Author Archives: shelleytrower

Rehearsal time

Guest post by Director, Laura Bridges:

Yesterday was the first day of rehearsals for ‘The Living Library’ performance, celebrating the research from the ‘Memories of Fiction’ project.

This point in process is always exciting, and a bit scary: knowing that in 3-4 weeks time, all these people will be coming to be entertained and moved and interested in something that right now doesn’t exist, won’t exist fully until it is (a)’live’ on the night.

In rehearsals, my pleasure is watching fragments emerging, slowly fitting them together to a coherent story. It was lovely to see the words from interviews months past, talking about memories years or decades past, coming alive now as images and actions created by our dancer, Patricia Suarez.

I look forward to posting more as our rehearsals progess.

Until then…. Here are some photographs from our day.

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The Living Library

When we started dreaming up the Memories of Fiction project about five years ago, there wasn’t the tiniest inkling that a theatrical production could result from it. This wonderful development is now becoming very real! In one month from today, on 9th April, Lord Graham Tope (Chair of the Libraries-All Party Parliamentary Group) will be launching The Living Library.

This live art event is based on the Memories of Fiction interviews, and will be at the Omnibus Theatre, Clapham (South London), from 9-13th May. It comprises a series of storytelling, dance, sound art and participatory artworks spaced throughout the building’s theatre and common areas. Audiences will explore individually as well as sharing group experiences, choosing what they are interested in, just like a library (which the Omnibus theatre once was).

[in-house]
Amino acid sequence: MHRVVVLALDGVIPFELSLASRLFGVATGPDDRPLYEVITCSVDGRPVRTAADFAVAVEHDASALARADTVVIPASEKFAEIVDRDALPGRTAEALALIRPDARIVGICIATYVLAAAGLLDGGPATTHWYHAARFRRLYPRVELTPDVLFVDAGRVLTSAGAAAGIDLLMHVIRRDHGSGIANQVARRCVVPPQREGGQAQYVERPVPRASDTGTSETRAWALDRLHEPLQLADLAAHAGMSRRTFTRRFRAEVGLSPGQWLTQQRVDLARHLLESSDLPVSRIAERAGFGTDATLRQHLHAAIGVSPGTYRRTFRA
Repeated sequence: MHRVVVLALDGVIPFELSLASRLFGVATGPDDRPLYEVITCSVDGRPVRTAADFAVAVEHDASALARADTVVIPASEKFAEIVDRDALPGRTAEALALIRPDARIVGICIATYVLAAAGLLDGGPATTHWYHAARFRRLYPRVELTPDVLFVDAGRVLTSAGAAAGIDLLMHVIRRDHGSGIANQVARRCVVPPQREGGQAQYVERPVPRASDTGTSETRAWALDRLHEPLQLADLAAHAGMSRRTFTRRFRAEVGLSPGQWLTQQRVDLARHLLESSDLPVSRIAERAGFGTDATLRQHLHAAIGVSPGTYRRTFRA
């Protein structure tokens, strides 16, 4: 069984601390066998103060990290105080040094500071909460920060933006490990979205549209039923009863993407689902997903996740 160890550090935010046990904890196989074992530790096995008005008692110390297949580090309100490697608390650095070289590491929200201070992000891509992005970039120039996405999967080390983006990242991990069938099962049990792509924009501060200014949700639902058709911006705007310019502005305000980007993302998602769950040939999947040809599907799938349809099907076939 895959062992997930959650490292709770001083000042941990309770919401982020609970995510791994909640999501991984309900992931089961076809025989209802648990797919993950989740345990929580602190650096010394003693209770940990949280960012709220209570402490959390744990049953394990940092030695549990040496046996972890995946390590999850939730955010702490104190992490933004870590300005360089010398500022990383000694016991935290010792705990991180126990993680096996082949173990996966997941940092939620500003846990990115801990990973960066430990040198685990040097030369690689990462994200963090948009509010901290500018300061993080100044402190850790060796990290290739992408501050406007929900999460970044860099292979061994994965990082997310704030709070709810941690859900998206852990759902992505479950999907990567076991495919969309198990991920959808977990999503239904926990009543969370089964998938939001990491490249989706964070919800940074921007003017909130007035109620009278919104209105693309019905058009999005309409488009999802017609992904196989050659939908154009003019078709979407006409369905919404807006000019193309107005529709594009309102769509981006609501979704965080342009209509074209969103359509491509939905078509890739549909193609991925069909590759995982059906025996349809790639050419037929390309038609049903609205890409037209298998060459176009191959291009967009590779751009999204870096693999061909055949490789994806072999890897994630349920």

This new work is by Seadog Theatre, a Newcastle-based company who make visually and spatially inventive and interactive work for specific audiences. Director Laura Bridges is collaborating with artists from London and the North East, including acclaimed set designer Eleanor Slade, sound designer Lucy Harrison and choreographer/performer Patricia Verity Suarez. The artists hope this experience will reinvigorate audiences’ appreciation for reading and for their local library, underlining libraries not merely as containers of books, but as live spaces where people come together to imagine.

For performance times and to book, please visit the Theatre webpage.

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Call for papers: seeking articles on Interviews and Reading

A key publication arising from the Memories of Fiction project is to be a Themed Section of the journal Participations: Journal of Audience and Reception Studies. We are seeking proposals for articles to contribute to this collection.

Call for Papers: Interviews and Reading  (for a longer version click here.)